My dad received at least one book for Christmas every year as a child. In fact, everyone in his family received books for Christmas (among other things). He fondly remembers blistering hot Christmas afternoons spent lounging on the veranda reading his new books after the Christmas lunch dishes had been cleared away.
I’m pleased to say that dad carried this tradition on in our family and I regularly receive books for my birthday, as well as Christmas. The other lovely thing dad does is write a short inscription with the date in the front cover of the books he gives me. I love looking back at the books I’ve received in the past, as they really reflect what I was into at the time. For example, I received craft books at age 13-14, and a book on Witchcraft at age 15 (anyone remember the move The Craft?!)
I passionately believe there’s a book for everyone – even those who claim they “don’t read”. Everyone has something they’re interested in, or that they’d like to learn more about, and books can help. Books aren’t always about reading either – there are plenty of inspirational books with high-quality glossy images (enter the Coffee Table Book). This is why books make an excellent gift for everyone.
The secret lies in selecting the right book for your recipient. This is easier said than done, when you consider a few key points about your recipient:
1. What are they interested in, or what would they like to learn more about?
Most people have a hobby or something they enjoy doing in their spare time. If they have a few hobbies, or you are unsure of the best book to buy, ask them something along the lines of “what do you enjoy doing the most in your spare time?” or “what’s keeping you busy outside of work these days?”. Perhaps they’re planning for an overseas trip to Italy, or would love to learn another language. Thinking about important forthcoming events in their lives, such as a holiday, wedding, or birth of a child may also provide some inspiration.
2. Do they read to learn, relax or feel inspired?
The answer to this question is instrumental in working out if they’d enjoy a non-fiction, fiction or Coffee Table Book. I personally love non-fiction as I love to finish a book feeling I have learnt something. However, most of my friends use non-fiction books in the same way that they use TV – to relax! Reading a few pages of a novel before bed is said to assist in winding down and reducing screen time.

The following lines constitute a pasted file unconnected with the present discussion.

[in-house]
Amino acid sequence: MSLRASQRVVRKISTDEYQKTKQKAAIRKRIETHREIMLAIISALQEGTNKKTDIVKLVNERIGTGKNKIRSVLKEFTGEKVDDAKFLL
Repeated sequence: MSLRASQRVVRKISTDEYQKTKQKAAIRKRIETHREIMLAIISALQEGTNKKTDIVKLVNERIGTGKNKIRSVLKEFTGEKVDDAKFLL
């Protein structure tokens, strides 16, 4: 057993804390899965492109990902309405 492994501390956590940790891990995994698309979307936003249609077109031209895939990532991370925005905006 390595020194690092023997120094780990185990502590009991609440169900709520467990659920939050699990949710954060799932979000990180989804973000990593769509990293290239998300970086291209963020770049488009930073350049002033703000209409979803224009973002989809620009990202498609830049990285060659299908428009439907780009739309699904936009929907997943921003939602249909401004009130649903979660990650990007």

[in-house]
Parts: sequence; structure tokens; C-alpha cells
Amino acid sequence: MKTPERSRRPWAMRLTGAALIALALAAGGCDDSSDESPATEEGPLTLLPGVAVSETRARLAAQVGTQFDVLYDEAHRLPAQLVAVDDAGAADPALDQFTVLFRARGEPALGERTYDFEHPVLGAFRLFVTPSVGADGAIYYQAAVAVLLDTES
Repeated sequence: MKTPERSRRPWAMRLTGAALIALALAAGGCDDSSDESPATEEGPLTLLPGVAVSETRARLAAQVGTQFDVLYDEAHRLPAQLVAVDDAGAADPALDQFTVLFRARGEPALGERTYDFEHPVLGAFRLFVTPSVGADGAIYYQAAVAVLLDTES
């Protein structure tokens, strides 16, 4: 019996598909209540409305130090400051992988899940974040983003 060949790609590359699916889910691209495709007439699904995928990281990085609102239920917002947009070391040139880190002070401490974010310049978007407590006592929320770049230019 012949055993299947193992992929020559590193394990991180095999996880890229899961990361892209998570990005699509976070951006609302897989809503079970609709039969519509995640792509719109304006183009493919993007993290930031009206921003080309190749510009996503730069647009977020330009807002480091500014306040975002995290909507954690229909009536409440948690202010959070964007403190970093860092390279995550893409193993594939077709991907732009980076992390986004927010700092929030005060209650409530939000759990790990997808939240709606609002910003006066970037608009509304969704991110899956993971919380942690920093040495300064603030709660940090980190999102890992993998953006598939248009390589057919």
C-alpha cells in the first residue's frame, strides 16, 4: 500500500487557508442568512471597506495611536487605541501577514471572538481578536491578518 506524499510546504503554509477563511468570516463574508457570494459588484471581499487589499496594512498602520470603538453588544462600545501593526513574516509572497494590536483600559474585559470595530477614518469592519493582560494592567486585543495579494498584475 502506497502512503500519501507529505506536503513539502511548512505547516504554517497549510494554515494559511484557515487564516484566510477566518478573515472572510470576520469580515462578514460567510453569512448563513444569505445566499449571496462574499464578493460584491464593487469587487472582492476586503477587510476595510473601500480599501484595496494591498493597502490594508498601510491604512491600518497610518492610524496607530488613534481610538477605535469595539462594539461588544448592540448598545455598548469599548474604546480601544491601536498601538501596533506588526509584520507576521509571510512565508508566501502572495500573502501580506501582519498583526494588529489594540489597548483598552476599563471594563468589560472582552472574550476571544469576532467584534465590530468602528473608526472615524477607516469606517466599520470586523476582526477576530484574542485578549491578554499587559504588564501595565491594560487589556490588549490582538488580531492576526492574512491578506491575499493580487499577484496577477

3. How much time do they have?
‘Lack of time’ is a social epidemic. Whilst that “well-known” author’s latest fiction offering has received rave-reviews, the 1000 page tomb might not sit so well with your recipient if they don’t have time to scratch, let alone pick up a book. Sometimes the idea of such a large book can be so overwhelming you feel defeated before you start. If your recipient is short on time, look for something a bit quicker to consume. An anthology of short stories or a novel of 300 pages or less with short chapters would be much easier (and rewarding) to get through.
If your recipient has the opportunity to read on their commute to and from work, a smaller book is also more portable.
4. How do they like to read?
Some people prefer a traditional book, whilst others prefer to read on their smartphone or tablet since they always have this with them. If you are giving an iTunes voucher to someone to purchase a book with, a great way to personalise the voucher is to present it with a card, including a note mentioning the book you’d like them to buy with it. This shows that you have spent some time thinking about the type of book they’d like: “This voucher is for you to put towards ‘book X’, which I think you would enjoy”.
Another option is a subscription to Audible or an iTunes voucher to purchase an audio book. This is a great way for people to listen to books while they’re exercising, driving or doing housework.
Reading regularly is a great habit to get into – at any age. With some careful consideration, you can find a book to resonate with anyone, of any age. Because we’re never too old to learn something new!